Jamshedpur, Jan. 18: Since seeing is believing, Tata Motors is not taking chances. The auto major has been organising conducted trip for villagers from Singur (Bengal) to showcase community initiatives of the company in and around Jamshedpur.
One such group, comprising men, women and teenagers, left the steel city today after a 30-hour stay without giving the media any inkling. The batch arrived at night by the Steel Express and left by the same train this morning.
While company officials refused to speak, let alone confirm the visit, employees lower down, who had driven the group around and acted as chaperons or merely interacted with them, declared that the Bengal team was suitably impressed, even overawed.
The 25-member team included six women and the members were drawn from various panchayats like Berabari, Gopalnagar and Khaserbheri.
The visitors were, of course, taken around the Jamshedpur plant, which manufactures chassis for trucks, and the test track. But they spent much more time observing community initiatives of Gram Vikas Kendra, a wing of the company.
The group appeared visibly-impressed with the income village women appeared to be generating here with the help of GVK, confided someone who was present at the Integrated Rural Development Centre at Khagripada village.
The economic independence of Jharkhand villages, said an official on condition of anonymity, caught the group by surprise. They openly discussed how they were worse off than many villagers here, even after living in such close proximity to Calcutta, the bustling metro.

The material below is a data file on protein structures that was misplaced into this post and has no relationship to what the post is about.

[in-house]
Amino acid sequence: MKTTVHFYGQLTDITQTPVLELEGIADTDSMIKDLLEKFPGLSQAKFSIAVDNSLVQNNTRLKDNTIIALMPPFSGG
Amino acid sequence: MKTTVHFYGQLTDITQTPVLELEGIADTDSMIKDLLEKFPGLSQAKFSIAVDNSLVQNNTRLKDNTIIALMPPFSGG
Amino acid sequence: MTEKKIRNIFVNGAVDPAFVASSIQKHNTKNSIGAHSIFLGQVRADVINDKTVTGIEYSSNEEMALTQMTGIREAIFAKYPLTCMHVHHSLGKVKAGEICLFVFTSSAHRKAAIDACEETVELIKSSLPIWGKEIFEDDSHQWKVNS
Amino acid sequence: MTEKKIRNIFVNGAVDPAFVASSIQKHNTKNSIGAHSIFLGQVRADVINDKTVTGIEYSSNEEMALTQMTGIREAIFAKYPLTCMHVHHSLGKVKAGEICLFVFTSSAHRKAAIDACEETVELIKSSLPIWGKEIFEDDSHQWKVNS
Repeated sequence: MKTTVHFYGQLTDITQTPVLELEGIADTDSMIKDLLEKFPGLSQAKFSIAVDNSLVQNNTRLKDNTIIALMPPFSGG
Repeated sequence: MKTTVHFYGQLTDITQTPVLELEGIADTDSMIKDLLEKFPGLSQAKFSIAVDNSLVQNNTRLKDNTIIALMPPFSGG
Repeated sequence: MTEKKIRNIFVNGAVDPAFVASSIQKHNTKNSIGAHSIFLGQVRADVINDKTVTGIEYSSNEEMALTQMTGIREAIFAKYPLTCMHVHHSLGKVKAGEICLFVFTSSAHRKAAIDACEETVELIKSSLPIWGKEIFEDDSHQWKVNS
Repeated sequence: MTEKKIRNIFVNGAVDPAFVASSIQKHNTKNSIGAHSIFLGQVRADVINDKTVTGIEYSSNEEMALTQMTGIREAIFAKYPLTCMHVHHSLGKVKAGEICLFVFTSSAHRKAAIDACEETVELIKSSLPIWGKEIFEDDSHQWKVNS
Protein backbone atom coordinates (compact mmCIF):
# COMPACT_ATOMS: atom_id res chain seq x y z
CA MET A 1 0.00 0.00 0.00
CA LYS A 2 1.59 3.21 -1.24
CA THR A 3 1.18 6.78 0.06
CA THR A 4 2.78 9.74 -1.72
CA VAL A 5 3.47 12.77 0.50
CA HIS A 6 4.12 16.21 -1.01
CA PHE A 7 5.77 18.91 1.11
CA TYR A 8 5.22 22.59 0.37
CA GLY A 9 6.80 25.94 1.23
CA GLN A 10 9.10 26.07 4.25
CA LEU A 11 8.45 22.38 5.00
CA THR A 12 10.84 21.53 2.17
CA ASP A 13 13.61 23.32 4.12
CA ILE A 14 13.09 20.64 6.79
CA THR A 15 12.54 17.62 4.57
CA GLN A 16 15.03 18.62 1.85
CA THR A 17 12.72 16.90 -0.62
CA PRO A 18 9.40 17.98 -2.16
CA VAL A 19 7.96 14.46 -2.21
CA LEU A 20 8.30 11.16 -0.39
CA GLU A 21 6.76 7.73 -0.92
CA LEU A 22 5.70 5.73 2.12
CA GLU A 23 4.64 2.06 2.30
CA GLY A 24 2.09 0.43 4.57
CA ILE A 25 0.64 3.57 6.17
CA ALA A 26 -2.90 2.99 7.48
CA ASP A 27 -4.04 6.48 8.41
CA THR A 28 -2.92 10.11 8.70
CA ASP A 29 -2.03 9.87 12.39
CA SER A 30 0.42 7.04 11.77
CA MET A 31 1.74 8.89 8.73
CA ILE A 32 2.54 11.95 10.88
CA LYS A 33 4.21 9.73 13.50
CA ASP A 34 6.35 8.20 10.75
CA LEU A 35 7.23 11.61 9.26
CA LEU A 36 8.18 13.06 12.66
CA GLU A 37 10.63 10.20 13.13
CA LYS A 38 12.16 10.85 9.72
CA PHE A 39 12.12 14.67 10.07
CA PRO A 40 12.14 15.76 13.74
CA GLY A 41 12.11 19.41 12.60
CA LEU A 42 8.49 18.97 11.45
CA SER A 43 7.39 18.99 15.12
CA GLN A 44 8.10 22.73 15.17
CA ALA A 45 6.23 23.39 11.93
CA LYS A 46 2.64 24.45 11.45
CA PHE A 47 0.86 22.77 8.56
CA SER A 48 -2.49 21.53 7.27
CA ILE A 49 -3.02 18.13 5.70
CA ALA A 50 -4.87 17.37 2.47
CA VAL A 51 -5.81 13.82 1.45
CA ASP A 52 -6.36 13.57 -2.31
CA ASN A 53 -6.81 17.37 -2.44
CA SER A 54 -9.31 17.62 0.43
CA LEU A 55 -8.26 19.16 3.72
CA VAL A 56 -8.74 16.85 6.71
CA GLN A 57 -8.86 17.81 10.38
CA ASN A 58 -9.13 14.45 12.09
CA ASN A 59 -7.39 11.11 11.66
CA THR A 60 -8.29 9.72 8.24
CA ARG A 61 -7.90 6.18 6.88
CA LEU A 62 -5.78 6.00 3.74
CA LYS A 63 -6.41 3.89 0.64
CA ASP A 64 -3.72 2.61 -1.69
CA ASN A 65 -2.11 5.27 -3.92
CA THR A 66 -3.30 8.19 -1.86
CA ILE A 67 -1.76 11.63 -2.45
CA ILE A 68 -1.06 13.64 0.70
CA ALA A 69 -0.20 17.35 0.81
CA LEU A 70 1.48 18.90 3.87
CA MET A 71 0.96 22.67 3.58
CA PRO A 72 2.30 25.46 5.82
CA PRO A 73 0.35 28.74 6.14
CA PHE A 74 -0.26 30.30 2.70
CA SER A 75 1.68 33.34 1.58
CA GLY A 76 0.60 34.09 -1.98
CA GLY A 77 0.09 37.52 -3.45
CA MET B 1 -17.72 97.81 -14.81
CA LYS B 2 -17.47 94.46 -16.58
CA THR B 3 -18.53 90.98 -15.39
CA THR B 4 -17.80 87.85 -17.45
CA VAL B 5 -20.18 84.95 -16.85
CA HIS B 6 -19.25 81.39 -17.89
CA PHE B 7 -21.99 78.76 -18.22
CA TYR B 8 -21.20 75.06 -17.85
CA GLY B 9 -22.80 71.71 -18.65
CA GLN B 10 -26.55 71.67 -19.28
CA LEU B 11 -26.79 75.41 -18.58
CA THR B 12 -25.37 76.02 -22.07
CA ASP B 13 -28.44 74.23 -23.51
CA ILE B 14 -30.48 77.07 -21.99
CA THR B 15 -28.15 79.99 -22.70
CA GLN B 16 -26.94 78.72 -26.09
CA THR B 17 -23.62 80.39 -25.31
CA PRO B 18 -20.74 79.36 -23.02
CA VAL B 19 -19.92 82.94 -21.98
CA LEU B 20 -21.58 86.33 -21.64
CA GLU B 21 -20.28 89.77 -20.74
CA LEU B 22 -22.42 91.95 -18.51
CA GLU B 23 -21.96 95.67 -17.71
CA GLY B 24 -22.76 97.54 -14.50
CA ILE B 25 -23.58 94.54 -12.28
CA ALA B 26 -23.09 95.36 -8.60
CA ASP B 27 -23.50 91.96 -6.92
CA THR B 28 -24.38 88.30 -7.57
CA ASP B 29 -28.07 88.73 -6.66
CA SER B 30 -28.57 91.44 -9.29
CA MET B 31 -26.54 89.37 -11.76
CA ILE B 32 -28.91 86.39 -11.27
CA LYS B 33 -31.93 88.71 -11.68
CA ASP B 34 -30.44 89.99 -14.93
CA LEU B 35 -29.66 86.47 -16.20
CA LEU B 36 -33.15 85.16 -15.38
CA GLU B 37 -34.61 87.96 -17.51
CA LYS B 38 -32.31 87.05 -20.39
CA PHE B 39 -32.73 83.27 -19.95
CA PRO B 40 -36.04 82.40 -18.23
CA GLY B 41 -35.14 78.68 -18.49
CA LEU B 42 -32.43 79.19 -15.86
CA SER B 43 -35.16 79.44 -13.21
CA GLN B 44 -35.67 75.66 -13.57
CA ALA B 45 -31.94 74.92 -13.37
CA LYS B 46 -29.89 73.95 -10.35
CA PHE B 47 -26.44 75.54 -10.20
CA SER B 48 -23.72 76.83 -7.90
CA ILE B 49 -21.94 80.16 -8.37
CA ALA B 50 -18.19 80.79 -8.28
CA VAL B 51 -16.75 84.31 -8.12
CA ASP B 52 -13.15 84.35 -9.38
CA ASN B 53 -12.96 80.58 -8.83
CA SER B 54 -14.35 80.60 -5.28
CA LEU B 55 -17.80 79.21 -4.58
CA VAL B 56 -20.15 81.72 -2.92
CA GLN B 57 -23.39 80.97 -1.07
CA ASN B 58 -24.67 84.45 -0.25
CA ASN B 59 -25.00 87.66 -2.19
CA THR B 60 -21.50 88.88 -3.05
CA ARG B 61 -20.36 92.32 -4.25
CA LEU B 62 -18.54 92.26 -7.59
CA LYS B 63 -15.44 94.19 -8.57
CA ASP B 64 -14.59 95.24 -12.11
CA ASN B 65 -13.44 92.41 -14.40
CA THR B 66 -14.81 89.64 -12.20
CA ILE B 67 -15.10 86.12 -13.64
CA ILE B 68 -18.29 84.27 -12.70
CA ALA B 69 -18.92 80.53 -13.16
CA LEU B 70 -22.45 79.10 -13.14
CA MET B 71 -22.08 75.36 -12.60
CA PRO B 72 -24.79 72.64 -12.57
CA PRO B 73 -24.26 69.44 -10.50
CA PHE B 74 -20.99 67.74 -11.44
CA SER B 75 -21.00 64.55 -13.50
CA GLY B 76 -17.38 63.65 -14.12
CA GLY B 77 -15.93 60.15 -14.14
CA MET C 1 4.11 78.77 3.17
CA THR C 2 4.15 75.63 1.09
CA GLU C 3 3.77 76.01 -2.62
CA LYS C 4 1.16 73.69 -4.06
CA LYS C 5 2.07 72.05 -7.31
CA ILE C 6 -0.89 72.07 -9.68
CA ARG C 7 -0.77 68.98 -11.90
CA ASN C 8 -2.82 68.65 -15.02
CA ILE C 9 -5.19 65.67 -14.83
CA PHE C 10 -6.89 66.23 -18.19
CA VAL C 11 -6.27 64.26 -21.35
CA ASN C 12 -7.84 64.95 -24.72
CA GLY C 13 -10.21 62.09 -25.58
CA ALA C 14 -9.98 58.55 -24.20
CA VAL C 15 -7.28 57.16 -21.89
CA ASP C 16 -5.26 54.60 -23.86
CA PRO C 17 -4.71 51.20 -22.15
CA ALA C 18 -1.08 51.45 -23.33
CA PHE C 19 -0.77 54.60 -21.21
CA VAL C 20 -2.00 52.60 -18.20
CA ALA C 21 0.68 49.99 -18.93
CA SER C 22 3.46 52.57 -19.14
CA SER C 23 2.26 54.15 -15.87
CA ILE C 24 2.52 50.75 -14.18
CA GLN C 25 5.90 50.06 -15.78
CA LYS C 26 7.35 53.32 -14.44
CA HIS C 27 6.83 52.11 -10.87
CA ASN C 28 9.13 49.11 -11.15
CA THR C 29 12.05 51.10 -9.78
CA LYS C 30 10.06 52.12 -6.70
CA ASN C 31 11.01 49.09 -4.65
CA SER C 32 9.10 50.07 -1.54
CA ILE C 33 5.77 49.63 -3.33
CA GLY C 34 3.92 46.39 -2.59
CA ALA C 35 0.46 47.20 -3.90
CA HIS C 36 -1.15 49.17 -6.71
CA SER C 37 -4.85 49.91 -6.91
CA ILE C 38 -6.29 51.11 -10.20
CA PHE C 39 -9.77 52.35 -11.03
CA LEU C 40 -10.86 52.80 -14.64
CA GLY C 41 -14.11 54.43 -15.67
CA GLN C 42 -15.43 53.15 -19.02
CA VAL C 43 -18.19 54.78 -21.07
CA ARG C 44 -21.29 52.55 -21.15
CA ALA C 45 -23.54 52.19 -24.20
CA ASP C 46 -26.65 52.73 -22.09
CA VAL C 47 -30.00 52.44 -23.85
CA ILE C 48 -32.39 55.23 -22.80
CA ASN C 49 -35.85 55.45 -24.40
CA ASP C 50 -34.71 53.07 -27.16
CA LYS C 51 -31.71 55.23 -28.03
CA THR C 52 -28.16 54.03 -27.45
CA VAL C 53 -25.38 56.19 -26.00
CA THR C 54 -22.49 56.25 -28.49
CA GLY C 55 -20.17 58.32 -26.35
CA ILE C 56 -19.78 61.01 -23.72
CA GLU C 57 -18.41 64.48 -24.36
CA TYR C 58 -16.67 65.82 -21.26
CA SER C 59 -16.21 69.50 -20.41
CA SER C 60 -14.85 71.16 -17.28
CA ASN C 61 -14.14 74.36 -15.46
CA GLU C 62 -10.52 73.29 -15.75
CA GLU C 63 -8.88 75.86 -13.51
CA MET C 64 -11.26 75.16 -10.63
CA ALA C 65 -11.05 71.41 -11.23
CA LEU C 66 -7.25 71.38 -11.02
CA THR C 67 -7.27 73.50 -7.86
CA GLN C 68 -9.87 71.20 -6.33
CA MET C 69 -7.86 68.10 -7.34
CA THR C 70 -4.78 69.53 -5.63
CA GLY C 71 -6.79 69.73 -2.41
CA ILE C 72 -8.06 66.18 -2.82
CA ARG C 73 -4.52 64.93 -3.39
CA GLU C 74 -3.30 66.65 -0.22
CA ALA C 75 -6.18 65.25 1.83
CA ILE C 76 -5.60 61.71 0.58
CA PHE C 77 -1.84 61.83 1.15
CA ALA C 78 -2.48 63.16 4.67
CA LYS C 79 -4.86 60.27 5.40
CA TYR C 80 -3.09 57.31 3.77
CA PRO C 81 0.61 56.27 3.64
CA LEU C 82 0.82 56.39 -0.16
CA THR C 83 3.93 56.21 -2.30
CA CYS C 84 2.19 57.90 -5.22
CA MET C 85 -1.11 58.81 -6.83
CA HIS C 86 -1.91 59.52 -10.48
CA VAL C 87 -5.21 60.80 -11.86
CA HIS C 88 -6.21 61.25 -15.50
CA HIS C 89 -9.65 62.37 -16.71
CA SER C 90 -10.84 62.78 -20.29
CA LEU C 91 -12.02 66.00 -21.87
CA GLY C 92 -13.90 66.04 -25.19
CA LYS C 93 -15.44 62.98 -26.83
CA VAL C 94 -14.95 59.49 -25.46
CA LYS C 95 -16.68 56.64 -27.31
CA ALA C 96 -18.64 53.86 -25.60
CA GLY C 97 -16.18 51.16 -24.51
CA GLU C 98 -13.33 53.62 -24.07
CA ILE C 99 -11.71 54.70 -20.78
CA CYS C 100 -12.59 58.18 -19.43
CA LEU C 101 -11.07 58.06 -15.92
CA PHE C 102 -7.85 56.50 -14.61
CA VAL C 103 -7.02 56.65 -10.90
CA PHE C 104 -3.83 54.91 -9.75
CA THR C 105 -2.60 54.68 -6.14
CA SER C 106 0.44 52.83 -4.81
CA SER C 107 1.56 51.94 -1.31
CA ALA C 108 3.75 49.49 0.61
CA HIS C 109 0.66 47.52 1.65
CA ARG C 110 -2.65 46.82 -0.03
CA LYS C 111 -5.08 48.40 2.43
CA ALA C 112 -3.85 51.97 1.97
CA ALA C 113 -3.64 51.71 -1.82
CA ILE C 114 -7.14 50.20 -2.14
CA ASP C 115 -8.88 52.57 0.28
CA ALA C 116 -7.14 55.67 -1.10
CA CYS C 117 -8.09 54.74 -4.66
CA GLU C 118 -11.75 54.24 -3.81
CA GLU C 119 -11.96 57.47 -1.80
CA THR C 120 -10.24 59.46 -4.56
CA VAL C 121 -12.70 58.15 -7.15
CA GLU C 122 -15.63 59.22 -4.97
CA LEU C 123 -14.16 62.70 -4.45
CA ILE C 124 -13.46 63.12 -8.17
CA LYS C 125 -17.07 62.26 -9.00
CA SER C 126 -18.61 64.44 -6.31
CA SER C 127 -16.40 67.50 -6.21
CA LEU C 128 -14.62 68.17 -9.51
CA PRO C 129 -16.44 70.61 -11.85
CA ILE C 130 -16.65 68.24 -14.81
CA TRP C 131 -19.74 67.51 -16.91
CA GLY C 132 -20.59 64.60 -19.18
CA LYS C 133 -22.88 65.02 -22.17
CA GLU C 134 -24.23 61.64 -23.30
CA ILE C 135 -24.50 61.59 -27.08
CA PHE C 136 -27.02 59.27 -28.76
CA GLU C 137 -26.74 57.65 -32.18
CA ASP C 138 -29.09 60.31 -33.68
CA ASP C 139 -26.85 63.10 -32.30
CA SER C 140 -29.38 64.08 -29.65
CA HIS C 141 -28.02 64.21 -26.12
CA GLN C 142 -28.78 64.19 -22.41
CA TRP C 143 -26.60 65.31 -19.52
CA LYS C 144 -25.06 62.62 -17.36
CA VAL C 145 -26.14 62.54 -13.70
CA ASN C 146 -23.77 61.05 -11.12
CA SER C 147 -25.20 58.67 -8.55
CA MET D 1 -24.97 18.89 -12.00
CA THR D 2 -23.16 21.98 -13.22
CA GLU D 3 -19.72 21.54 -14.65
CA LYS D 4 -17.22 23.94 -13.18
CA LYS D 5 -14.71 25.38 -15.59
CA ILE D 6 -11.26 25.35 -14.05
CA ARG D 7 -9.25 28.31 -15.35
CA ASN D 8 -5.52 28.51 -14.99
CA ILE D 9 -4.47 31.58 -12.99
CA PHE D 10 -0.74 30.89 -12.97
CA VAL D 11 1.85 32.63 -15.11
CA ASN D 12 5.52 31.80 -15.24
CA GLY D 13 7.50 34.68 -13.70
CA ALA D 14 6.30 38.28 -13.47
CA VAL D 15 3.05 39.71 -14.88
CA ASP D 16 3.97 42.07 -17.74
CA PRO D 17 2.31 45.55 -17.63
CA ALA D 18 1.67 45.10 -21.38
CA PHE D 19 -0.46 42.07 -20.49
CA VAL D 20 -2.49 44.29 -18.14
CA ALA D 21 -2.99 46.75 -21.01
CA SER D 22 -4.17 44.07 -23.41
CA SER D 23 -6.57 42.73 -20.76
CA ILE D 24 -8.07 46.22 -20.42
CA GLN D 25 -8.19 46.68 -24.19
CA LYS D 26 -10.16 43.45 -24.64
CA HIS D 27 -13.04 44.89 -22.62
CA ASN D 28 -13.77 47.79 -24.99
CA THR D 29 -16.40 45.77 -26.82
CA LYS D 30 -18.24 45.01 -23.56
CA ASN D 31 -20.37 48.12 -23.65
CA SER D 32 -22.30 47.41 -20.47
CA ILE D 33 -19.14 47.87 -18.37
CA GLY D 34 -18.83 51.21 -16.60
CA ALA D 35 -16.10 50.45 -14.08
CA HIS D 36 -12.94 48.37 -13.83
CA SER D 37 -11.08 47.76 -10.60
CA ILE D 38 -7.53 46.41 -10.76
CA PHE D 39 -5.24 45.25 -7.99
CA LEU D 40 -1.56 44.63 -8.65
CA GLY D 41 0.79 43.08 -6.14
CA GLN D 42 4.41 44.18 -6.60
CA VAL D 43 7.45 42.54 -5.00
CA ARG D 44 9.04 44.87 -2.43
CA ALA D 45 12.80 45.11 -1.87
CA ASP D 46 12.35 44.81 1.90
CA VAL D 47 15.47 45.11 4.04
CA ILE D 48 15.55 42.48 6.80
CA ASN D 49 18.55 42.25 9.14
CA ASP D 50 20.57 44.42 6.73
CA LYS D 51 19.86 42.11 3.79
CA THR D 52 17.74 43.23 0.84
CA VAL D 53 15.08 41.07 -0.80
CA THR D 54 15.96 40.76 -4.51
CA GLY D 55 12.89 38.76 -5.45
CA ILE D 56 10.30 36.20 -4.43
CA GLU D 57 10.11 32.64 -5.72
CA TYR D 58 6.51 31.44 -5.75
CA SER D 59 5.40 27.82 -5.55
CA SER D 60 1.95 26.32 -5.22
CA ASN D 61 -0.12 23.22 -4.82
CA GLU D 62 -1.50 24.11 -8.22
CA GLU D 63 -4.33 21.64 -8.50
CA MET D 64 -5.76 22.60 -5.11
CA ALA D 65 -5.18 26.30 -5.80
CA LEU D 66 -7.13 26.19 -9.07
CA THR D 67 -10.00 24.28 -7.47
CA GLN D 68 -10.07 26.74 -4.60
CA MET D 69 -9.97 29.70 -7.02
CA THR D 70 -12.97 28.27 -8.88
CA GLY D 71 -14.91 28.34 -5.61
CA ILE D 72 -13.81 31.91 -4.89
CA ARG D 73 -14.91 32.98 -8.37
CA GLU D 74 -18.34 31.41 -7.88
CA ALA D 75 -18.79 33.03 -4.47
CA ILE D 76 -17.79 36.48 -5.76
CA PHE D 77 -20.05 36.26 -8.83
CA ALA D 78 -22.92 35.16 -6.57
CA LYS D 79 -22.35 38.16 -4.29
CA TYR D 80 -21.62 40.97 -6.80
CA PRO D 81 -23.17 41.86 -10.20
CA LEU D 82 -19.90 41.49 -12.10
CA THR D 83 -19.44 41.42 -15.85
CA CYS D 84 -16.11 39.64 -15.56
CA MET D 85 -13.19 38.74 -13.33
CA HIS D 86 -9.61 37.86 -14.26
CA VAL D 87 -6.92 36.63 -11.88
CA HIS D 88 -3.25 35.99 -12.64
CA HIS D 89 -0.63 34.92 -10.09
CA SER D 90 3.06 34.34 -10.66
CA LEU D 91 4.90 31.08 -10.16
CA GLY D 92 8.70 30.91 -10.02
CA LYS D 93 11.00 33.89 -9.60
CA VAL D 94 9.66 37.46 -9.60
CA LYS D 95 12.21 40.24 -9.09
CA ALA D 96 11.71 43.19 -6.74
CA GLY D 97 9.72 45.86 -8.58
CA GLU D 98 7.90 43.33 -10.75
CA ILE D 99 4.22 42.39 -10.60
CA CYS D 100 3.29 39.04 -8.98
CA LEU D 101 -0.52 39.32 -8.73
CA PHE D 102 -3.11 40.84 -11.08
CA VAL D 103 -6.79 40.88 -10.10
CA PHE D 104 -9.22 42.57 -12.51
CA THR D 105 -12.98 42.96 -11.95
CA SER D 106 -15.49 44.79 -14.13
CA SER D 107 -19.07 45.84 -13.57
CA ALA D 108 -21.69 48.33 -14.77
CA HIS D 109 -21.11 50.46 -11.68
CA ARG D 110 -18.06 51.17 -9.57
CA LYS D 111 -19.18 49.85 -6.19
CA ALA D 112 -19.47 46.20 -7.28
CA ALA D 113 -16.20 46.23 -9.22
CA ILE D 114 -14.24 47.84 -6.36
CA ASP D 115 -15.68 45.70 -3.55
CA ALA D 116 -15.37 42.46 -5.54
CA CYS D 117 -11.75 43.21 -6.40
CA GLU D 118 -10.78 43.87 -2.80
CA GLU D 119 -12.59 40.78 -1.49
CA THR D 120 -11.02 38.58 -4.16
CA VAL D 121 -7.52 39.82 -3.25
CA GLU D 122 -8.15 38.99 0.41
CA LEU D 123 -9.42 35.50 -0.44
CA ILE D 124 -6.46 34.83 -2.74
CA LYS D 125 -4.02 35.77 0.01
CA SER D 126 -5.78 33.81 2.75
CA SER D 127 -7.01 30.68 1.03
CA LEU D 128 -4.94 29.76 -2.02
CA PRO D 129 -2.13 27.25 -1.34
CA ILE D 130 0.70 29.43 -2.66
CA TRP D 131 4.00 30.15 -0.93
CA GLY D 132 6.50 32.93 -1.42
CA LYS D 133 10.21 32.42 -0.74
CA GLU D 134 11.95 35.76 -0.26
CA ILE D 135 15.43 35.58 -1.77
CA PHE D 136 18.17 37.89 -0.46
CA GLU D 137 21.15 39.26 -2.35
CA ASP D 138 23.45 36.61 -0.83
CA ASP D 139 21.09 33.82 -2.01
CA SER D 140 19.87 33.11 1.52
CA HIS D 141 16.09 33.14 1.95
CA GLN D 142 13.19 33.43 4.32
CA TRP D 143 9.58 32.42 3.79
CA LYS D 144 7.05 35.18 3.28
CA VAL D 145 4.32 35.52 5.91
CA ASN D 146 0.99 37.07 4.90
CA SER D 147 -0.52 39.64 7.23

The team was briefed about the training programme for agro-based cottage industry, horticulture and repair of handpumps.
The villagers from Bengal were also driven to Dorkasai and Kalapathar, the two panchayats in the state where every house has a toilet. They also had a ring-side view of the tree-plantation drive and watershed management to improve the water-table. A driver recalled overhearing some members of the team excitedly discussing plans of starting similar ventures at Singur.
A beaming Tata Motors official, finally, admitted that the conducted trip had indeed been a resounding success. The positive reaction of the Singur villagers had boosted the morale of company officials, who were demoralised at the string of negative reports in the media over Trinamul Congress and people’s opposition to the company’s small car project at Singur.
No official word, however, was available on how many such groups had visited the steel city so far or if other groups are expected.